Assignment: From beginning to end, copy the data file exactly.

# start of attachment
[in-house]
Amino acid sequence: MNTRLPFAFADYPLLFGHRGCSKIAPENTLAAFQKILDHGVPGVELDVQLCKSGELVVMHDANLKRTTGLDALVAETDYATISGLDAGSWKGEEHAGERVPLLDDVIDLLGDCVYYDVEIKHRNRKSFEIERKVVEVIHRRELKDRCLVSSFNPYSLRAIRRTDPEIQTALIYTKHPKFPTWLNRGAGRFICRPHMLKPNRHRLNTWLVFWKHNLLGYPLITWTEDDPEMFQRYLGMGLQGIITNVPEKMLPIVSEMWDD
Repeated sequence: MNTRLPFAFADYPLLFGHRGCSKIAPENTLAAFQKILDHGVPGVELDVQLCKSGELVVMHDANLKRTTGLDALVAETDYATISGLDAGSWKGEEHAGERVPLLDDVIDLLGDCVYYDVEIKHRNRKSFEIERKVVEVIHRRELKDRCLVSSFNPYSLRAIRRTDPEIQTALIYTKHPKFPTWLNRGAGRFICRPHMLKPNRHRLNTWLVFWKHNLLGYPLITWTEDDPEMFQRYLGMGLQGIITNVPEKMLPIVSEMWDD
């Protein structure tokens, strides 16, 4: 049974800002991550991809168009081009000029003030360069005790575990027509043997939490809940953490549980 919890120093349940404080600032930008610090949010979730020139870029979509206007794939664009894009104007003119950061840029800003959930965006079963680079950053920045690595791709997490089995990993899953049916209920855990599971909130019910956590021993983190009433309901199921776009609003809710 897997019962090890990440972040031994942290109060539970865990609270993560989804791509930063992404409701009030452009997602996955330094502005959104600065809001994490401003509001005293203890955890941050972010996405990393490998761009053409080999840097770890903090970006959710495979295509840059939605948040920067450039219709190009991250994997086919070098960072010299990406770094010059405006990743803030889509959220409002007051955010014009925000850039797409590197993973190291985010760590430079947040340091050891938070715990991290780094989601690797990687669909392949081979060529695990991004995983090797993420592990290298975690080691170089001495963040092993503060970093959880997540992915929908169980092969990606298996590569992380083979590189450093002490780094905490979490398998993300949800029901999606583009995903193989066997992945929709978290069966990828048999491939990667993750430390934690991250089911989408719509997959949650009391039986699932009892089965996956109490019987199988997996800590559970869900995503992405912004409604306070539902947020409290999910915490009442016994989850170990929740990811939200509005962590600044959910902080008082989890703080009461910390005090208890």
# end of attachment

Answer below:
[in-house]
Amino acid sequence: MNTRLPFAFADYPLLFGHRGCSKIAPENTLAAFQKILDHGVPGVELDVQLCKSGELVVMHDANLKRTTGLDALVAETDYATISGLDAGSWKGEEHAGERVPLLDDVIDLLGDCVYYDVEIKHRNRKSFEIERKVVEVIHRRELKDRCLVSSFNPYSLRAIRRTDPEIQTALIYTKHPKFPTWLNRGAGRFICRPHMLKPNRHRLNTWLVFWKHNLLGYPLITWTEDDPEMFQRYLGMGLQGIITNVPEKMLPIVSEMWDD
Repeated sequence: MNTRLPFAFADYPLLFGHRGCSKIAPENTLAAFQKILDHGVPGVELDVQLCKSGELVVMHDANLKRTTGLDALVAETDYATISGLDAGSWKGEEHAGERVPLLDDVIDLLGDCVYYDVEIKHRNRKSFEIERKVVEVIHRRELKDRCLVSSFNPYSLRAIRRTDPEIQTALIYTKHPKFPTWLNRGAGRFICRPHMLKPNRHRLNTWLVFWKHNLLGYPLITWTEDDPEMFQRYLGMGLQGIITNVPEKMLPIVSEMWDD
């Protein structure tokens, strides 16, 4: 049974800002991550991809168009081009000029003030360069005790575990027509043997939490809940953490549980 919890120093349940404080600032930008610090949010979730020139870029979509206007794939664009894009104007003119950061840029800003959930965006079963680079950053920045690595791709997490089995990993899953049916209920855990599971909130019910956590021993983190009433309901199921776009609003809710 897997019962090890990440972040031994942290109060539970865990609270993560989804791509930063992404409701009030452009997602996955330094502005959104600065809001994490401003509001005293203890955890941050972010996405990393490998761009053409080999840097770890903090970006959710495979295509840059939605948040920067450039219709190009991250994997086919070098960072010299990406770094010059405006990743803030889509959220409002007051955010014009925000850039797409590197993973190291985010760590430079947040340091050891938070715990991290780094989601690797990687669909392949081979060529695990991004995983090797993420592990290298975690080691170089001495963040092993503060970093959880997540992915929908169980092969990606298996590569992380083979590189450093002490780094905490979490398998993300949800029901999606583009995903193989066997992945929709978290069966990828048999491939990667993750430390934690991250089911989408719509997959949650009391039986699932009892089965996956109490019987199988997996800590559970869900995503992405912004409604306070539902947020409290999910915490009442016994989850170990929740990811939200509005962590600044959910902080008082989890703080009461910390005090208890």